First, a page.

“Parent Involvement in Education” by QACP Parent Educator, Jamie Cho, PhD

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Research studies have repeatedly shown the importance of parent involvement in a child’s education. These studies show that parents’ involvement in their child’s education results in better academic performance, student confidence and motivation (Hoover- Dempsey & Sandlar, 1997). Parental involvement can be defined as the allocation of resources for a child (Grolnick & Slowiaczek, 1994).

According to Grolnick & Slowiaczek (1994), forms of involvement can involve behavioral, personal and intellectual/cognitive

  1. Behavioral involvement refers to the presence of parents at school meetings, open houses, conferences. These parental behaviors show the child that his/her parents value school and education. Furthermore, it allows for the parent and teacher to be on the same page when it comes to schooling, homework, goals, etc.
  2. Secondly, parents may also show a personal involvement which refers to the parents’ emotional experience with their child regarding school, showing the child positive feelings about going to school, encouraging and motivating children to do well and get along.
  3. Finally, the cognitive/intellectual category of involvement involves exposing the child to educational stimuli at home or in the community. This could include books and puzzles at home, trips to museums or providing practice for skills through tutoring or practice.

All three of these areas of parent involvement allow for parents to be active participants in their child’s education and form partnerships with their child’s school and teachers.


In the first avenue of involvement, the parent becomes an active member of the school community by attending school events, volunteering in the classroom, or helping out with the parent teacher associations. These behaviors help to reinforce the importance of school for the child but also build a relationship with teachers and administrators at the school. In my experience, public schools are very much in need of parent involvement to not only keep the school running through fundraising efforts, but also to provide help in the classroom and add cultural education to students through assemblies, field trips, etc.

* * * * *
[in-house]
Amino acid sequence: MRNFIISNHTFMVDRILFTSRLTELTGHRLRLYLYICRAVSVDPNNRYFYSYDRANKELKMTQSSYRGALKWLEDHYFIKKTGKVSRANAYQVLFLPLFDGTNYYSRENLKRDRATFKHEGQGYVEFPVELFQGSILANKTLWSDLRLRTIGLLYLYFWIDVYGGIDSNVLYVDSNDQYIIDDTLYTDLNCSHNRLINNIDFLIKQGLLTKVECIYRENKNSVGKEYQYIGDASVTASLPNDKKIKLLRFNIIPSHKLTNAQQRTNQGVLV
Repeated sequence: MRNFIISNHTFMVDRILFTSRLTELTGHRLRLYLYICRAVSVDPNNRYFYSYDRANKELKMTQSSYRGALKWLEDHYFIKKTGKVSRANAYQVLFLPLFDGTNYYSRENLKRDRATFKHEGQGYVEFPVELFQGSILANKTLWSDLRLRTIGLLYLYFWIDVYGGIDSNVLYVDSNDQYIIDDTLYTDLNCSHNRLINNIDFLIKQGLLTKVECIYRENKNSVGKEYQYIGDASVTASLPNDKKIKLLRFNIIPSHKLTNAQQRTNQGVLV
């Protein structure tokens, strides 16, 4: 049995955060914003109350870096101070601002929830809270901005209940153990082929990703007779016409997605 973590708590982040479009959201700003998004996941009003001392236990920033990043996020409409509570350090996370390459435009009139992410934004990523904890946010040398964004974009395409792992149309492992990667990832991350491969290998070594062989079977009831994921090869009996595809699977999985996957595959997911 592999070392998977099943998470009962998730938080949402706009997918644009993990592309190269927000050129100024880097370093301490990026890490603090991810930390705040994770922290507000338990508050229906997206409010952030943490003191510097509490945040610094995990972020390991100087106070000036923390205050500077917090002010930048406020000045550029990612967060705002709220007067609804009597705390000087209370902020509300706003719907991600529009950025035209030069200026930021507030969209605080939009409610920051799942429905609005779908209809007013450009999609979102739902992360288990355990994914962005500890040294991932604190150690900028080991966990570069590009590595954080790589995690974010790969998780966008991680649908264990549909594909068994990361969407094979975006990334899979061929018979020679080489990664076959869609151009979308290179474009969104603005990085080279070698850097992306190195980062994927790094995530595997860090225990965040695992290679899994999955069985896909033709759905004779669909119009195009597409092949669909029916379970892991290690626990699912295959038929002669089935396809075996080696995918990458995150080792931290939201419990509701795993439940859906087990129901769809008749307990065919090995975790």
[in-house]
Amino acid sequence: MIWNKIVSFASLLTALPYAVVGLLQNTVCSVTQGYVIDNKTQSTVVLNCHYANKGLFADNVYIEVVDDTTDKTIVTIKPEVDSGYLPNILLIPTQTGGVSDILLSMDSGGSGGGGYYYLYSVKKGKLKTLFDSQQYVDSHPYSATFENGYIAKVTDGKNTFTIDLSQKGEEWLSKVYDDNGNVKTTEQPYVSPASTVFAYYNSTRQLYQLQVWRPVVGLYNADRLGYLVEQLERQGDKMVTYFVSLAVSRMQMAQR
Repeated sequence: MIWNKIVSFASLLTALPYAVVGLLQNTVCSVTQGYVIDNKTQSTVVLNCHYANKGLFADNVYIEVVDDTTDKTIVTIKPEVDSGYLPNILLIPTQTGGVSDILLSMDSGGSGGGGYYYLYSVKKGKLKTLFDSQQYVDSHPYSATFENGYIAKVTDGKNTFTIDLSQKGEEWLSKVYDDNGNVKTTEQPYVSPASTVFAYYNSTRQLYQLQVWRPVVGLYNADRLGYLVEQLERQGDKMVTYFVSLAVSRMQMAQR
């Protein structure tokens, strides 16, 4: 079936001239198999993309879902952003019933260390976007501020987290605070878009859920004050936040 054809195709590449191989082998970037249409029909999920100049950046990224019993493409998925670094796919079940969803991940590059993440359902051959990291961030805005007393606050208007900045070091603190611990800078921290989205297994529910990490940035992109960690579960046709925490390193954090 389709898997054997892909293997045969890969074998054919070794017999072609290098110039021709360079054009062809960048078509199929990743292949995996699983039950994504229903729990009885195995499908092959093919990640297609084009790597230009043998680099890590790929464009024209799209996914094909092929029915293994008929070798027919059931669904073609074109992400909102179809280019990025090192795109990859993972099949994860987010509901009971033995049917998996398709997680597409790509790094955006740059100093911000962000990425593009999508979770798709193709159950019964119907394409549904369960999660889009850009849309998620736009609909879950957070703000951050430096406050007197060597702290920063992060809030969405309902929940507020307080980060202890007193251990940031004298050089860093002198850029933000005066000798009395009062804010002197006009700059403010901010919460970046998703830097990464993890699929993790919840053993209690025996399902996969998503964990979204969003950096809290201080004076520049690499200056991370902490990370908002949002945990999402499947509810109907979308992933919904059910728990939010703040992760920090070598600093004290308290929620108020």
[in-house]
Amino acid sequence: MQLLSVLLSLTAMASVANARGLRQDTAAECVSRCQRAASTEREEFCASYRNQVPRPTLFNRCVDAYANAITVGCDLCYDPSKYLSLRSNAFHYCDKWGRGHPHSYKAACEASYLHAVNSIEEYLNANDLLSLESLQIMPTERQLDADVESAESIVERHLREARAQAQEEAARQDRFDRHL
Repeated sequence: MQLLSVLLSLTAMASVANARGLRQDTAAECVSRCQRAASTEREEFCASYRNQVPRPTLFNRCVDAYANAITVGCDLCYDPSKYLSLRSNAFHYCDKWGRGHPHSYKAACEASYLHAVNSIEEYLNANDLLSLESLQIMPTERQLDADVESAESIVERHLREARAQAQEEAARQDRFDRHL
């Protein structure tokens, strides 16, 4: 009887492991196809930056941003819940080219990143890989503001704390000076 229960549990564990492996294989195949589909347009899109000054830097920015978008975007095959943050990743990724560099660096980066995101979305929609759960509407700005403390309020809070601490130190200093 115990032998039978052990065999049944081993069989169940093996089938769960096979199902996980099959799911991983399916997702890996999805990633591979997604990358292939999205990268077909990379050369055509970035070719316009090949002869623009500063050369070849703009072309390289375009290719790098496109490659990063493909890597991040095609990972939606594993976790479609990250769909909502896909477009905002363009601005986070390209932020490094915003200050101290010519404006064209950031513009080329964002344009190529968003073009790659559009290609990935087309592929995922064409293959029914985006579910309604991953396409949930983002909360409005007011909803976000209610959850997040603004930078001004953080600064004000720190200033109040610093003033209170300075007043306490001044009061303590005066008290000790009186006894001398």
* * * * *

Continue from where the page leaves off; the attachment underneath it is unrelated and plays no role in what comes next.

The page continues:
The second category of parent involvement is a feeling or affective experience that the child absorbs. Through positive associations with school and a caring supportive stance from parents about education, the child can enter school with less trepidation and more confidence that school will be a fun and rewarding experience. Furthermore, an accepting and positive attitude from parents is more likely to engage teachers to not only develop a relationship with the parents but to engage with their child.

Lastly, in the third area of parent involvement the cognitive/intellectual category, parents are actively seeking and engaging their child in activities outside of school that strengthen their learning experience. Activities such as going to the library, museums, parks, zoos and theaters give children add to children’s knowledge and give them a chance to explore. Exposure to materials such as books, puzzles, blocks, pencils, crayons, etc. give children opportunities to practice and create outside of school. Home becomes an extension of school, where children alongside their parents can have multiple opportunities at new and repeated experiences.


Each parent has to decide what their level of involvement will be at their child’s school.  Not everyone can be the PTA president or volunteer every day in the classroom, but each parent can devote time to their children in many ways.  As you go through the school year, or get ready for the next one think of ways that you can or would like to be involved in your child’s education and school.

Jamie Cho, PhD


Grolnick, W. & Slowiaczek, M. (1994).  Parents’ involvement in children’s schooling: A multidimensional conceptualization and motivational model. Child Development, 65(1), 237-252.

Hoover-Dempsey, K. V., & Sandler, H. M. (1997).  Why do parents become involved in their children’s education?  Review of Educational Research, 67(1), 3-42.

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